From: GUEST,pinecone
Date: 18 Oct 08 - 04:29 PM

not having time to read all these replies-- Forgive me if I repeat someone else's message.   There was a song by the Four Preps called Down By The Station --   From the 60's
words are slightly altered but same song.
I think they may have added some lines though.


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Subject: RE: What's a pufferbillie / pufferbelly?
From: GUEST
Date: 23 Feb 03 - 05:41 PM

Just remembered: my late great uncle Len Dyall was a driver on the LNER (London and North-Eastern Railway). Thanks for prompting me, Penny!

Steve


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Subject: RE: What's a pufferbillie / pufferbelly?
From: Gareth
Date: 23 Feb 03 - 04:26 PM

Yes and No EBarnacle

In British terms a tank engine is a locomotive carrying it coal and water on the same chassis, no tender.

Due to the (in North American Terms)short haul distances involved tank engines were extensively used for all sorts of services, including express passenger, and heavy frieght.

A yard engine or shunting locamotive (Switcher) in the UK was usually a tank engine. In the USA they tended to be tender locomotives, with the sloping rear to the tender to enhance vision.

It was a question of distance, and a tank engine did not need turning before its next trip, although this was done whenever possible for crew comfort, particullaly if a fast run was required. No point in having to have coal dust blowing in your face.

I can recall, 1965 the dying days of UK steam, being invited onto the footplate of a Stanier 8F heavey freight loco whilst it shunted the yard at Wellingborough - heaven !!!! And completely against the rule book !!!

Gareth

PM me for further details


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Subject: RE: What's a pufferbillie / pufferbelly?
From: EBarnacle1
Date: 23 Feb 03 - 04:05 PM

Always heard it as:
"...See the little driver
Pull the little handle..."

Is a tank engine the same as a yard engine?


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Subject: RE: What's a pufferbillie / pufferbelly?
From: Penny S.
Date: 23 Feb 03 - 08:06 AM

Gareth, thanks for confirming what I dared not say - they were tank engines. But (as an anorak you should know this) it was at Folkestone, with 2 e's.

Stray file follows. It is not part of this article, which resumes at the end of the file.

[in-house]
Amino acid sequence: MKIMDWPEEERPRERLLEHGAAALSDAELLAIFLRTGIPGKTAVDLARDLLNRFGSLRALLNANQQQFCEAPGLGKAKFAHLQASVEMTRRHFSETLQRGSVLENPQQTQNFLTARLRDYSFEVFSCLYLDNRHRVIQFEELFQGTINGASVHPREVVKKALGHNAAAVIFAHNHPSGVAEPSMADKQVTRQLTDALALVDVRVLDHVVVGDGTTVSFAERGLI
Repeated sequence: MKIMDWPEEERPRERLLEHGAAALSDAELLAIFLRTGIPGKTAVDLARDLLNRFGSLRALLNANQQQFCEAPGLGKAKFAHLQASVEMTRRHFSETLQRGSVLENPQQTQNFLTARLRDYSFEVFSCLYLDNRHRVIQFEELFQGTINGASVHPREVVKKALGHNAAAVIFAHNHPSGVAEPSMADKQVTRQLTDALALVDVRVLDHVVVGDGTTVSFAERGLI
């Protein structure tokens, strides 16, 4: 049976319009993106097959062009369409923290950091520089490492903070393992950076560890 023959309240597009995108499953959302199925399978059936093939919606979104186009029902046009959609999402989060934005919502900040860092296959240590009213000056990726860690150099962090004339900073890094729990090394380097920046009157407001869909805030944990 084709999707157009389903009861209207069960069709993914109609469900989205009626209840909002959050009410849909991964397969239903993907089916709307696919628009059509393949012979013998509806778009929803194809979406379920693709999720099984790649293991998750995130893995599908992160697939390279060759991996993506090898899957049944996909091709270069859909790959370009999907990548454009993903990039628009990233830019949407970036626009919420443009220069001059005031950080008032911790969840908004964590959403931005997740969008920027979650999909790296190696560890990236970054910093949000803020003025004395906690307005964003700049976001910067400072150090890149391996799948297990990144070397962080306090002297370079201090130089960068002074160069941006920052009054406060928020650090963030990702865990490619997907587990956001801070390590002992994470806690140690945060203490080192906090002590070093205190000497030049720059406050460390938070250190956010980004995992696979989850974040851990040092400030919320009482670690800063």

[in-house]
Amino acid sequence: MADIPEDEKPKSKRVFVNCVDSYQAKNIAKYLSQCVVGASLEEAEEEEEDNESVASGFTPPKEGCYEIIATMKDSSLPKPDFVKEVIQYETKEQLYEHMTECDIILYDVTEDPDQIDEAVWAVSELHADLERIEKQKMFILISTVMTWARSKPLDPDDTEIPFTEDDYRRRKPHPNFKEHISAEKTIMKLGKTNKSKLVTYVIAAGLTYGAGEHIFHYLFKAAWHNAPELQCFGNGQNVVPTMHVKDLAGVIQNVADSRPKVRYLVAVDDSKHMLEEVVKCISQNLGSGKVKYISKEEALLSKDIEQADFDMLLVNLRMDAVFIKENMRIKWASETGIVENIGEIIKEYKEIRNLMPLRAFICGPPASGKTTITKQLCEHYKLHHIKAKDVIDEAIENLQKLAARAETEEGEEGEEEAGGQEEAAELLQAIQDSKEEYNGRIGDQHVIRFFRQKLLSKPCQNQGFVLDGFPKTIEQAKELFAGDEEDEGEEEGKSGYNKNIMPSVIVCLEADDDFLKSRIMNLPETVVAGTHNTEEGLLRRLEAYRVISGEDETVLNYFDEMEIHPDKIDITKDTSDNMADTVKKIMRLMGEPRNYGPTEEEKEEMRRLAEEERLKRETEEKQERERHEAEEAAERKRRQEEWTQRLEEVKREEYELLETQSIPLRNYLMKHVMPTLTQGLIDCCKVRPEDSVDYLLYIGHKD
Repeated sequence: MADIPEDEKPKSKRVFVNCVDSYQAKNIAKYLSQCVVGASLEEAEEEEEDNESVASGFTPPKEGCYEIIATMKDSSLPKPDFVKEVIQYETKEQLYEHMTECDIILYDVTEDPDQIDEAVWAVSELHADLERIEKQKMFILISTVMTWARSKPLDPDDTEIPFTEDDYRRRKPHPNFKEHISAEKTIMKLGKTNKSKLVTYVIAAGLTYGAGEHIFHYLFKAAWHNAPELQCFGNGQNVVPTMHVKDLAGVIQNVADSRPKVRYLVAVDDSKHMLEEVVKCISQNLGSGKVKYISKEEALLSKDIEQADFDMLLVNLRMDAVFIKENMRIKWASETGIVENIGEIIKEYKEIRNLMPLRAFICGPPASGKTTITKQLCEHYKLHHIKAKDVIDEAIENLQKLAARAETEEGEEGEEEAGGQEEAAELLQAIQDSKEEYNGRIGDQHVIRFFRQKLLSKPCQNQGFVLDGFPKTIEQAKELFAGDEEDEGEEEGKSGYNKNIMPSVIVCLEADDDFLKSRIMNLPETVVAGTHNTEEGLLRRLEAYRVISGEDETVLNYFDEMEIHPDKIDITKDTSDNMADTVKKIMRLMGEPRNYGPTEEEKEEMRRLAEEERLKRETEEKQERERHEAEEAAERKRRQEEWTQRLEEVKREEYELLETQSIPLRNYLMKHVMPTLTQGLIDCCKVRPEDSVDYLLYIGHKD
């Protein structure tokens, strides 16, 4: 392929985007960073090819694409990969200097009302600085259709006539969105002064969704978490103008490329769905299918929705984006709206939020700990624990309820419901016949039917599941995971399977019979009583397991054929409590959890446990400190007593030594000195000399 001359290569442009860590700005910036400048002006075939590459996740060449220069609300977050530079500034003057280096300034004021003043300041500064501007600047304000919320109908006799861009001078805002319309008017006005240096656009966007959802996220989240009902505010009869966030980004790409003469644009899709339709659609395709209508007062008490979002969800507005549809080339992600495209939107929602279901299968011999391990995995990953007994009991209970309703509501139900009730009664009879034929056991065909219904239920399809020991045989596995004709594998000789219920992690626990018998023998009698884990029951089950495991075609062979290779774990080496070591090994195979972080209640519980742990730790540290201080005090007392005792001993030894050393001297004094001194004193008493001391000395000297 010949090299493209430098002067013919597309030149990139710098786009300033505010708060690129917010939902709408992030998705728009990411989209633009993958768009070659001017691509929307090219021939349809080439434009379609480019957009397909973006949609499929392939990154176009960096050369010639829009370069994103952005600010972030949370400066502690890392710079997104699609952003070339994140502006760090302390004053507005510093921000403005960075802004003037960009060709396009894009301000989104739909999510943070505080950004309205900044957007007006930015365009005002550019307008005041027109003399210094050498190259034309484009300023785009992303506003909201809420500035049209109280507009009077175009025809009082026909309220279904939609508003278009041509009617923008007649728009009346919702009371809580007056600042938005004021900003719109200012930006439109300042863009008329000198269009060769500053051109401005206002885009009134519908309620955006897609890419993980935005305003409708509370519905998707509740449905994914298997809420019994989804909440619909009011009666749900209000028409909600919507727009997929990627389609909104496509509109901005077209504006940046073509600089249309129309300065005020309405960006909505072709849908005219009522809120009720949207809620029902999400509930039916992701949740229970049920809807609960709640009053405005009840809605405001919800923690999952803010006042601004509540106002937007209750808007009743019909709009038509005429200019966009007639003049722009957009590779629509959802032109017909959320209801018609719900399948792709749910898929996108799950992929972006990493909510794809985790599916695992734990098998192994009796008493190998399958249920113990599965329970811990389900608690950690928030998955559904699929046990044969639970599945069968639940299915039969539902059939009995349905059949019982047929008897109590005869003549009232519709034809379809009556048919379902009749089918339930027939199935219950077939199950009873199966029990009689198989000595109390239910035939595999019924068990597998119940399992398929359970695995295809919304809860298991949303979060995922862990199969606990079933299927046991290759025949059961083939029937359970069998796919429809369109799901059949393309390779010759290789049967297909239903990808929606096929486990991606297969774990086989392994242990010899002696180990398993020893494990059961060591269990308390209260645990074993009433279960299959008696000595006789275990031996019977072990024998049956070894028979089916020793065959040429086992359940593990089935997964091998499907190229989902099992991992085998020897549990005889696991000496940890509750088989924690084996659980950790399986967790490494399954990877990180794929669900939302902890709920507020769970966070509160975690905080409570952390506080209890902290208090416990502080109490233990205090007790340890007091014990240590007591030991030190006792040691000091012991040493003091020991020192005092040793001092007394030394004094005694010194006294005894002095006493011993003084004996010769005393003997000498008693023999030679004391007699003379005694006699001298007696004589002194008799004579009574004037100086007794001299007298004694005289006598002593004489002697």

Quite spectacular to see them, too.

I think we could hear them from home in Dolphins Road, just underneath the Sugarloaf. (A fault-slipped knoll semi-detached from the local scarp of the chalk, a rounded conical hill nothing like the one in Rio.) I certainly used to hear shunting going on, and could see the long goods trains crossing the viaduct between Folkestone Central and the Junction from my bedroom window.

I can't believe I'm having a trainspotting discussion.

But my Grandad was a guard at Brighton.....

Penny


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Subject: RE: What's a pufferbillie / pufferbelly?
From: GUEST,Q
Date: 22 Feb 03 - 01:18 PM

I have seen three-four in the passes over the Canadian Rockies- diesels. I have a picture with two steam engines, but haven't heard of more being used on those runs.
The little Thomas train toys are popular here in the States and Canada. No fancy track hookups and electric motors that go wrong in kids hands. The fancy, HO gauge scale stuff is for adults only!
The large Lionel and American Flyer (0?) I was lucky to have as a kid could take rougher handling. The electric-powered engines weighed about five pounds, as I recall.


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Subject: RE: What's a pufferbillie / pufferbelly?
From: Gareth
Date: 22 Feb 03 - 01:14 PM

Yes Penny - The Folkstone Harbour branch is built on a very steep incline. Small tank engines in multiple were used to get the coaches up to the top of the bank at Folkstone East Junction. There the main line locomotive was attatched to take the train on. There were severe weight restictions o nthe viaduct and swing bridge over the harbour, and no heavier locomotives could be used.